Takeda Pharmaceutical and Seattle Genetics have reported positive results from the Phase III ALCANZA clinical trial of Adcetris to treat cutaneous T-cell lymphoma (CTCL).
Adcetris (brentuximab vedotin) is an antibody-drug conjugate (ADC) composed of an anti-CD30 monoclonal antibody fused by a protease-cleavable linker to a microtubule disrupting agent, monomethyl auristatin E (MMAE), using Seattle Genetics’ patented technology.
It uses a linker system that releases MMAE into CD30-expressing tumour cells, while remaining stable in the bloodstream itself.
The randomised, open-label, Phase III ALCANZA trial has been designed to compare the use of single-agent Adcetristo the standard therapies such as methotrexate or bexarotene.
It involved 131 patients with CD30-expressing CTCL who were previously treated with systemic or radiation therapy.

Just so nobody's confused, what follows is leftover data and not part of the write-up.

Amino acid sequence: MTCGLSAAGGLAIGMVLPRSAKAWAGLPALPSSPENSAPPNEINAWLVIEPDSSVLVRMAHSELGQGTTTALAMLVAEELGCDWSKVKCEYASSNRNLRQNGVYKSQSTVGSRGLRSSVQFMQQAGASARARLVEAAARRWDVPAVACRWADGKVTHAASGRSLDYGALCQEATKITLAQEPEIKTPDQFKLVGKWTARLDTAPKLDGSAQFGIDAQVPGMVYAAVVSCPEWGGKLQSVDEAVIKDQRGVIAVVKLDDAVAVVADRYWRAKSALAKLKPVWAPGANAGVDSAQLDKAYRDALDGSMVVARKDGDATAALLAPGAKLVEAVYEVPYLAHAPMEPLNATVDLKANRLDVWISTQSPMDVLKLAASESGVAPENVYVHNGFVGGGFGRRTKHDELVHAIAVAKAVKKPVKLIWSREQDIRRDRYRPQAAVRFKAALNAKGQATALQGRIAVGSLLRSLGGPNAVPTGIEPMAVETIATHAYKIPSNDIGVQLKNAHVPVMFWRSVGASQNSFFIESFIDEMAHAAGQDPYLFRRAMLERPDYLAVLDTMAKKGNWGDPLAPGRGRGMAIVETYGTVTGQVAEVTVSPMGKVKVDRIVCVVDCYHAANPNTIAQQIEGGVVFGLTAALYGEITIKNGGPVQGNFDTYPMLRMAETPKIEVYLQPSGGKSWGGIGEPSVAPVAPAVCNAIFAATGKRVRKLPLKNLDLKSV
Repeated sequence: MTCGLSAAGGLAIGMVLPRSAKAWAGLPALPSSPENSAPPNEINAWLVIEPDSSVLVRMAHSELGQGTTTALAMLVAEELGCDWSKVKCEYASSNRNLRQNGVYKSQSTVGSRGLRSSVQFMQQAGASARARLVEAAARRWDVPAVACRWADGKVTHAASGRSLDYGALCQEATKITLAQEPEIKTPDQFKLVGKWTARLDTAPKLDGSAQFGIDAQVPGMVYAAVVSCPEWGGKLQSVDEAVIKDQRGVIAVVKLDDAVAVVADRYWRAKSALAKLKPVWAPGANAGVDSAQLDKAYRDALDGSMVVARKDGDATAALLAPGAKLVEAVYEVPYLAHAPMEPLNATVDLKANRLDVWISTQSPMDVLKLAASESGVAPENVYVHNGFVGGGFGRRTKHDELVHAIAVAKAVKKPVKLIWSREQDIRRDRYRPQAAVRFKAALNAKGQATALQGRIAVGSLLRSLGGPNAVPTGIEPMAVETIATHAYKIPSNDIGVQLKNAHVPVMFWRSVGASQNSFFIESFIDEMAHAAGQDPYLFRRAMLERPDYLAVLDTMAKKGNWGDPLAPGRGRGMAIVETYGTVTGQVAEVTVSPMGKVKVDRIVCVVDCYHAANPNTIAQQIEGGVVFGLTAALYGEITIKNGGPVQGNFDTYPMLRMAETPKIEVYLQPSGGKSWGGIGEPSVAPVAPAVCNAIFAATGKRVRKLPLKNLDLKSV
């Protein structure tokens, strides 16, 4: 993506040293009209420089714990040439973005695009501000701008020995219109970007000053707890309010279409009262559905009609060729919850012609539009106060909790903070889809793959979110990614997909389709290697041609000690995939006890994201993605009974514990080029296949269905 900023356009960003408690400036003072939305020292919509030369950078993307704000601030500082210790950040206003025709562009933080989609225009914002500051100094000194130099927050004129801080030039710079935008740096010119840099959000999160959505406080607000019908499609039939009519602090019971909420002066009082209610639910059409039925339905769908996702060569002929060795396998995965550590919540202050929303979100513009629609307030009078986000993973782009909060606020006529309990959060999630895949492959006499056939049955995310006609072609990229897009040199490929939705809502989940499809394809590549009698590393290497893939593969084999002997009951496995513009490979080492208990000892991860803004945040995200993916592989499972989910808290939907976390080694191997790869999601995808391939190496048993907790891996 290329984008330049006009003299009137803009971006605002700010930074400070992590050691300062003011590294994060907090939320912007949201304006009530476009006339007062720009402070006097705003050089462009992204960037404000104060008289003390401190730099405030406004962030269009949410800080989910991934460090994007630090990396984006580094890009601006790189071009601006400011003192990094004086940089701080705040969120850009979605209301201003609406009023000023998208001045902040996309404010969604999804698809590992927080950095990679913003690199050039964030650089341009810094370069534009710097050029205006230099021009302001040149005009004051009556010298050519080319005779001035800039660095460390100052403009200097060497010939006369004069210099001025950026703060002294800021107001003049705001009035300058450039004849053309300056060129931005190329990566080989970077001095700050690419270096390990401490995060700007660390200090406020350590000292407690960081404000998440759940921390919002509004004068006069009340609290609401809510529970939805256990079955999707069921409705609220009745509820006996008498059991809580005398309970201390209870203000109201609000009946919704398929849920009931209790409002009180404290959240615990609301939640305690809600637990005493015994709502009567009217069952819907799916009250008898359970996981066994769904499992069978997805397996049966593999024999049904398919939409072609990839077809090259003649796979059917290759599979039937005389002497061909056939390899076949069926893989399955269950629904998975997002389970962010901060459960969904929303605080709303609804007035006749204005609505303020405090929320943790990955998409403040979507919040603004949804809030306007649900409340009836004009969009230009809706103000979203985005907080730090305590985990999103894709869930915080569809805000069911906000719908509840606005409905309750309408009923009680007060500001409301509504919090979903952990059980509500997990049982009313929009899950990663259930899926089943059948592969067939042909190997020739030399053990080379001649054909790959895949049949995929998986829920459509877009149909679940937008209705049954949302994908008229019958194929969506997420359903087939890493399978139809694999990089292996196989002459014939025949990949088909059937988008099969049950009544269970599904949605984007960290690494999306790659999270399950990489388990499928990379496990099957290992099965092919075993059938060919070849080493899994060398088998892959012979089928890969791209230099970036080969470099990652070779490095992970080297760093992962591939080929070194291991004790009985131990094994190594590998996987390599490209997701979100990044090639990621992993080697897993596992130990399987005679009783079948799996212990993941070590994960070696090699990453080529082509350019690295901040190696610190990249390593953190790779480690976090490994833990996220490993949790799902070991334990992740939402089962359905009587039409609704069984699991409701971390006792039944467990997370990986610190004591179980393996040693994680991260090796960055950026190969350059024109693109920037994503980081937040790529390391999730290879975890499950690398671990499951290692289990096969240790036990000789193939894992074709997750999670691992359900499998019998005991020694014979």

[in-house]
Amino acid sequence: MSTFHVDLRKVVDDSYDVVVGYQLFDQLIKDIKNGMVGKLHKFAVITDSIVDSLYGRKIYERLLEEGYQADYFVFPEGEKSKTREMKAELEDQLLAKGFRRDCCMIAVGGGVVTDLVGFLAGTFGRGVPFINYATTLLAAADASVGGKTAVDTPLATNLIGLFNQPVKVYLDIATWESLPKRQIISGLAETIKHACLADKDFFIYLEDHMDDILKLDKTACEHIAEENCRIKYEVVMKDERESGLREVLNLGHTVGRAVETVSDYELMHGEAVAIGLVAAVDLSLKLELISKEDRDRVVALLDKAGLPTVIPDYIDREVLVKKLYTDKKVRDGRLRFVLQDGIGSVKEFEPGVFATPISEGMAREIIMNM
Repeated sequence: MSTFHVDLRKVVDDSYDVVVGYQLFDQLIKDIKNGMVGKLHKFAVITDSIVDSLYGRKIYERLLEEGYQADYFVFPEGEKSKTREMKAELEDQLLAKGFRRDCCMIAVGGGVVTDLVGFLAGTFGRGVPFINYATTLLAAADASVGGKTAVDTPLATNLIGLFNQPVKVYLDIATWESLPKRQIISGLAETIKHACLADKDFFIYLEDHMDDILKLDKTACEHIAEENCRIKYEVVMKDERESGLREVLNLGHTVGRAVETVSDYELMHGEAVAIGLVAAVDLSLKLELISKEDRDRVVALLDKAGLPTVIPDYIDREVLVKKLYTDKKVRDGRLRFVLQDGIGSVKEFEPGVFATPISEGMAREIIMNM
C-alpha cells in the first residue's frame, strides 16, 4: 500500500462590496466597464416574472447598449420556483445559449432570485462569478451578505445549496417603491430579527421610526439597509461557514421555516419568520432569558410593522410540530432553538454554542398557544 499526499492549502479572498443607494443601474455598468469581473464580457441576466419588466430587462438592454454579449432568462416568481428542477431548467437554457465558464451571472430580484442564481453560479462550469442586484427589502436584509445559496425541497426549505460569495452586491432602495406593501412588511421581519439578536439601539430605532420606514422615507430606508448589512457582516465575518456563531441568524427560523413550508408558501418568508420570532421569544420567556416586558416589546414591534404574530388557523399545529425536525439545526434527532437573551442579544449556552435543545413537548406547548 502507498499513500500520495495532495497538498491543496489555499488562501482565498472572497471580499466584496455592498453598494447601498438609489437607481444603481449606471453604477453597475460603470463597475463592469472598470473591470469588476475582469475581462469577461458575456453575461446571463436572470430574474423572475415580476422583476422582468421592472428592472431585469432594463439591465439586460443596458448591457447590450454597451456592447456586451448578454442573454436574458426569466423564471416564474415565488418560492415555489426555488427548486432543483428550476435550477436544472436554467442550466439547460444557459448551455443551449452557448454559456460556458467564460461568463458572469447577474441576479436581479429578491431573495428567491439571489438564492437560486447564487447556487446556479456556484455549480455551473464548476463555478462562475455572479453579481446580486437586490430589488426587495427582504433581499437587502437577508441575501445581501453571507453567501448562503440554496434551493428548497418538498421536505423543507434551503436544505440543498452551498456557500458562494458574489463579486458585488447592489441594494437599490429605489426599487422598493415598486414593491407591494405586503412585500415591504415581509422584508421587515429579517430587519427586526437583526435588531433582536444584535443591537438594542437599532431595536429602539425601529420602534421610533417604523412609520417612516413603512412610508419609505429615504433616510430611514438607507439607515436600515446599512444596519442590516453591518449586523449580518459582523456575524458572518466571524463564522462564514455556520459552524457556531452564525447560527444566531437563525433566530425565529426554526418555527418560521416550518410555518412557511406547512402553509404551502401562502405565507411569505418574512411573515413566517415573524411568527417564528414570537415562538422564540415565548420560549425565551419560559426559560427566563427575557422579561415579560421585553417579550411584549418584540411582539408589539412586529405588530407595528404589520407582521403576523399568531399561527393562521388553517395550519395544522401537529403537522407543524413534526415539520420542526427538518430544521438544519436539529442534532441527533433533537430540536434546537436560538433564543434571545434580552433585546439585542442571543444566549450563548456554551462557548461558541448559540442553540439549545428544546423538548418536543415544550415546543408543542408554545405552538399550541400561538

The trial was primarily focused to determine improvement in the rate of objective response lasting at least four months (ORR4), while the secondary endpoints were to evaluate a complete response rate, progression-free survival and reduced symptoms during treatment.
Results displayed greater improvement in the ORR4, following the administration of ADCETRIS compared to the standard therapies.
The trial had also met its secondary endpoint with a safety profile maintained during the ALCANZA trial.
Seattle Genetics president and CEO Clay Siegall said: “Cutaneous T-cell lymphoma is a debilitating, disfiguring and painful disease, and there is a significant need for additional effective treatment options with meaningful durable responses.
“This is the first Phase III randomised trial in CTCL versus an active control to read out, and we are thrilled to have successfully demonstrated the positive impact of using Adcetris for patients enrolled in this study.”
The results have prompted the companies to submit a supplemental Biologics License Application of Adcetristo to the US Food and Drug Administration (FDA) next year.